Editor’s Note: This sponsored column is written by Nick Anderson, beermonger at Arrowine (4508 Lee Highway)
Without a doubt the event of the week in our area was the yearly release of Bell’s HopSlam. We received our 25 cases at Arrowine on Monday and they sold out in under an hour, way faster than I had anticipated. Considering the madness surrounding its release, I thought of making this week’s column more an open forum where folks could discuss it, as it seems to be all anyone wants to talk about right now — but I thought that would be lazy even by my standards.
So instead I’m going to take a moment to talk about perception, trends, and realities. Because while trophy hunters have been calling incessantly about HopSlam, I’ve had to restock classic, more balanced brews from Bell’s itself, along with some from Devils Backbone, Great Lakes, and more. In my retail experience it seems as if there is always at least one Great Contradiction at play no matter what the business might be: currently the greatest of these in craft beer is between the amount of hype and media attention the big rare beers garner, and the maturing palates of craft beer drinkers, many of whom are looking for less volume and more subtlety.
Great Lakes in particular has been on the upswing lately: coming up on the first anniversary of its entering the Virginia market, the Cleveland brewery has built a following in our area by offering flavorful, well-made beers that stay true to their styles without bowing to the pressures so many breweries face in terms of making high-ABV, in-your-face, stupid rare offerings. Yes, their Christmas Ale was in very short supply this past holiday season, but I think that had more to do with demand in Ohio and other, more tenured markets than anything. The point is that even the biggest of the Great Lakes beer that I’ve had — the ‘Imperial’ beers that from most brewers tend to cut your evening short after a bottle — are enjoyable in feel while providing the depth of flavor that is expected from bigger beers.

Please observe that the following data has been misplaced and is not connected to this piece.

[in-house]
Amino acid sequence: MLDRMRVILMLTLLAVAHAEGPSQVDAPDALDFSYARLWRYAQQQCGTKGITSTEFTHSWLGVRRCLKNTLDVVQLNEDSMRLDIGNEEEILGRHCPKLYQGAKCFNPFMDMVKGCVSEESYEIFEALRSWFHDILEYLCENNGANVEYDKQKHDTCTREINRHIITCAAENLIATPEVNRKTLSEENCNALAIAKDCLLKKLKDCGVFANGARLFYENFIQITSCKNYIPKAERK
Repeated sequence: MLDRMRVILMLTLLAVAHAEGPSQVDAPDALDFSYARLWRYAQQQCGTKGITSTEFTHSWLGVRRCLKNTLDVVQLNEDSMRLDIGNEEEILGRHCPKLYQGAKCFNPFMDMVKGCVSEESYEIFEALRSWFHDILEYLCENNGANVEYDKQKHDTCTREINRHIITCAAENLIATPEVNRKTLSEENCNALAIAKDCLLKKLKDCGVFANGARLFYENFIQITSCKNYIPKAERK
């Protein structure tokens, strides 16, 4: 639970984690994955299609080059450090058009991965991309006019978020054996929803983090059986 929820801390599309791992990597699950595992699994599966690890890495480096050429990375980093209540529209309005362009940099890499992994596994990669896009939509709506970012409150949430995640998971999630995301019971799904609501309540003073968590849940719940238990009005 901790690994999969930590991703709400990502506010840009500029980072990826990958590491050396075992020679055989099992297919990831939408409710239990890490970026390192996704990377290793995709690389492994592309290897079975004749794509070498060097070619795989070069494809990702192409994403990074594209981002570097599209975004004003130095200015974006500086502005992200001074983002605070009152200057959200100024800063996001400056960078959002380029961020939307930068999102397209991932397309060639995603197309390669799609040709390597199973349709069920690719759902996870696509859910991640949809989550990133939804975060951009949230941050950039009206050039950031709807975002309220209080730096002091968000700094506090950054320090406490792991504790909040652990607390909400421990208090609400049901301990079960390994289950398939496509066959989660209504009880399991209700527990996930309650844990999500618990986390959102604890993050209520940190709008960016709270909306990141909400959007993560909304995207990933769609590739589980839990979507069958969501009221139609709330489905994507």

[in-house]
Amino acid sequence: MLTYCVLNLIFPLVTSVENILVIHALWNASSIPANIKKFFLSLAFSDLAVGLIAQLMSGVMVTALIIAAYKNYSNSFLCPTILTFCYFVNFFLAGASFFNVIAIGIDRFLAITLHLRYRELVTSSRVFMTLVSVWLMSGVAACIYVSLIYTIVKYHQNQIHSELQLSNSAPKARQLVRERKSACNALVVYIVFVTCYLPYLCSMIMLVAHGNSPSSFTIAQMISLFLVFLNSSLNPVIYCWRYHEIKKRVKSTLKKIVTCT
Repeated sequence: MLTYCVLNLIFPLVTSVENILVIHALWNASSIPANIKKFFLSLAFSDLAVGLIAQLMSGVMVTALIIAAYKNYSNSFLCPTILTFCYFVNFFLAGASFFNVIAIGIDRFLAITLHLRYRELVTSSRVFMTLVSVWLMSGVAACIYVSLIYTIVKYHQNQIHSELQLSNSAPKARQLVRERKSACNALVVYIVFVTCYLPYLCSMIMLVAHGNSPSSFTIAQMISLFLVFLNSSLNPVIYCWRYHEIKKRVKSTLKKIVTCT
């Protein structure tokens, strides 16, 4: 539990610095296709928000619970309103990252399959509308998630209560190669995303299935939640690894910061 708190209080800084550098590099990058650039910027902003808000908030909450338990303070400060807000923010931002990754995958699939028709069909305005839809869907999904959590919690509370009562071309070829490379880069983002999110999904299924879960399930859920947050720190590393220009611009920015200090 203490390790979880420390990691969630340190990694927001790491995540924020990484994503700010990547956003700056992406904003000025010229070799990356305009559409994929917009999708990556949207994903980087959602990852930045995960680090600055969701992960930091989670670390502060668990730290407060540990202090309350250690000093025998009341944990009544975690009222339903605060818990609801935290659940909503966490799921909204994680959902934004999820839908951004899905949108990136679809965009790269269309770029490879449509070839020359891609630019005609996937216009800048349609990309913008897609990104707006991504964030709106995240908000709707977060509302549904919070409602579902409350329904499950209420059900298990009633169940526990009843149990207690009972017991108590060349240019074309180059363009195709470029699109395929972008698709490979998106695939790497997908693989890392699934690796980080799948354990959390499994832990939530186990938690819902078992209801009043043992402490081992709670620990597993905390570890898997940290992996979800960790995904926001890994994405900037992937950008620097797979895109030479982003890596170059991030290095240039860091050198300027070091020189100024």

It is easy to think being a beer geek is all about finding the rarest of the rare, the biggest of the big, and flaunting one’s finds in the faces of those mere mortals who missed out. When craft beer gets big media coverage, it tends to be related to something like a HopSlam or Founder’s KBS — so I understand the perception. What is more interesting to me is the shift toward great everyday beer, and the broader audience that can be gained through such beers. Neither can exist without the other, nor should one overshadow the other; the everyday and the extraordinary reaching out to a world still only beginning to wake up from the bland stupor that the big conglomerate breweries had kept them under for decades.
Don’t worry if you miss out on the crazy-rare beer that’s just been released; the next one’s right around the corner, and in the meantime there are more truly great beers available than ever before. Until next time.
Community discussion guidelines: Our sponsored columns are written by members of the local business community. While we encourage a robust and open discussion, we ask that all reviews of the businesses — good or bad — be directed to another venue, like Yelp. The comments section is intended for a conversation about the topic of the article.